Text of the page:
Language follows invisible rules without us noticing, when we think that we use our mother tongue freely and comfortably.
Forms of the way we think and experience are changed because we depend so dearly on the language(s) we speak.
Our experiences are deeply regulated through the languages we use. Through a framework of language, the forms of physical experience and the experiences through phenomena of physics and physiology which are felt by anyone on this planet, are changed.


< A > ‘Confinement’

I have memories from elementary school where a teacher directed all students to sit on the floor in crouching position and to wrap our arms around our legs during an outdoor class. At that time, I remember that I felt that particular posture was very comfortable. In 1960, this posture was widely used at elementary schools in Japan. With great effect they used this posture for ‘physical control’ over the students.
Shallow breathing, fixed back, numb hands and feet and such were induced by the posture, and children at the time thought the position was normal and believed that it was for their comfort.

Desired effects of ‘sitting on the floor and cover knees with both hands’

  • avoid playing with hands
  • limit the turning of the head sideways and stay focused
  • avoid talking or shouting loudly due to controlled short breathing

Worst of all, the children accustomed themselves instantly to the unnatural position although this posture was very unpleasant, confining and restricting. Even now, this posture is widely used and accepted throughout Korea during outdoor classes.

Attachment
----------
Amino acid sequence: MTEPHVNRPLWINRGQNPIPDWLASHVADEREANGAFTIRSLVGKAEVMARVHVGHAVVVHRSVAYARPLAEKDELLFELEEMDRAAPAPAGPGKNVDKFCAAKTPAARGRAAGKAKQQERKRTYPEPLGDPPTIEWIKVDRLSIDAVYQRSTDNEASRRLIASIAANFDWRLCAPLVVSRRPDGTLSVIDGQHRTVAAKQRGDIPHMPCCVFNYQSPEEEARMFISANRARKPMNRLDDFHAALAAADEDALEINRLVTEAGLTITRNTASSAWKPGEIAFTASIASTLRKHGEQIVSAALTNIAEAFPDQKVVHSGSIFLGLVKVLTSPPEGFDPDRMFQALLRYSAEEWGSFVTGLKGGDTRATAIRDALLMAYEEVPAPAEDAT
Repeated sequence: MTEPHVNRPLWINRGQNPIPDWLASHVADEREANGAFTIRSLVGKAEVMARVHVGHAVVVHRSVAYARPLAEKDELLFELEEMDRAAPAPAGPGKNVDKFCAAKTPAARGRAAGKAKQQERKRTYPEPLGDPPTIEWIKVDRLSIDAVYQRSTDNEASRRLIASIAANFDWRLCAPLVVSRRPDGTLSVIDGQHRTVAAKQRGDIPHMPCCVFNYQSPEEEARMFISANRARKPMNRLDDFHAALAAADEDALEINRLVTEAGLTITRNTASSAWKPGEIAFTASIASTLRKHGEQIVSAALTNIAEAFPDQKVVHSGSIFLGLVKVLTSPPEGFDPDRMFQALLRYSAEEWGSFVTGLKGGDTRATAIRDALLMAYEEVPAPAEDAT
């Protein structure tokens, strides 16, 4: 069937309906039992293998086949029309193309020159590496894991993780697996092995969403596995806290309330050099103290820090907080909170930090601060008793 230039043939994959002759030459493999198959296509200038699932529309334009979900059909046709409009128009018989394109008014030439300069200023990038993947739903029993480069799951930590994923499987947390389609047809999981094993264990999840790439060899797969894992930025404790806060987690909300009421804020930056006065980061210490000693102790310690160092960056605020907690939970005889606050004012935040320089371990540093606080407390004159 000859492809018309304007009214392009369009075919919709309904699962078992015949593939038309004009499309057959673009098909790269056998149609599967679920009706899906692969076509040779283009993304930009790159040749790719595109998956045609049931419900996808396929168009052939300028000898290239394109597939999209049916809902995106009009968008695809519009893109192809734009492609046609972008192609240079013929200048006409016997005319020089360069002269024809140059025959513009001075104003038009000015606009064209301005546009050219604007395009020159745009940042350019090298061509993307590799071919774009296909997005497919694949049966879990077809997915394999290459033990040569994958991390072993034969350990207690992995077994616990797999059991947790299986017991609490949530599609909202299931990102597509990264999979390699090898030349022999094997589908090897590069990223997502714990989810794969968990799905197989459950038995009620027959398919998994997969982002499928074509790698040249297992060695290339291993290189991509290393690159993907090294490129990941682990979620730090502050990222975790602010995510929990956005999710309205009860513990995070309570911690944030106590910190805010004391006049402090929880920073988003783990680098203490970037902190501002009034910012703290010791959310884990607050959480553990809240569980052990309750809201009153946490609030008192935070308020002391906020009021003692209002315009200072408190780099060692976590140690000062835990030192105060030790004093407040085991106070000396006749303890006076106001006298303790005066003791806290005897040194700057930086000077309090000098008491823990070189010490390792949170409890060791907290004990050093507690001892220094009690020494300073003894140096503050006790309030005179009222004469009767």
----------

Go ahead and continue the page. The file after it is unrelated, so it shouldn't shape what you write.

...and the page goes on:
< C > ‘Walk’

In Japan before the Meiji Reform (1868), people walked according to the way of ‘nan-ba’. This walk is performed by moving the hand along with the same sided foot with every step making the movement very silent. This walk is forbidden and abolished for the political reason that the Japanese regime insisted its subjects should walk like Europeans and thus making it easier for its military to march. Naturally it took over 100 years for all the Japanese to be ‘re-educated’ in this new way of walking. The modern Japanese will associate ‘walking’ the same way the Europeans do, however in the past it would have projected another image to them.
It is not only the purpose of the authorities to have a technique to control the body by invading the body. The final goal of the authorities is to invade the human body in order to have total mental control. The key is not to invade with force. The trick is to let the people think that they are doing the things without letting them think that they are not forced in to doing so and accept things like out of free will, in order to make them obeying ‘subjects’.

Which movement is done functions as a social sign and sends some messages simultaneously.  Our bodies are historicized by the rules set by the leading conditions at times in history and location.
Normally we think that there is no essential difference in perception and in body structure between modern and ancient people. But according to Foucault, the human body is also just a social system as ‘it is bound by meaning’.


Eun Hyung Kim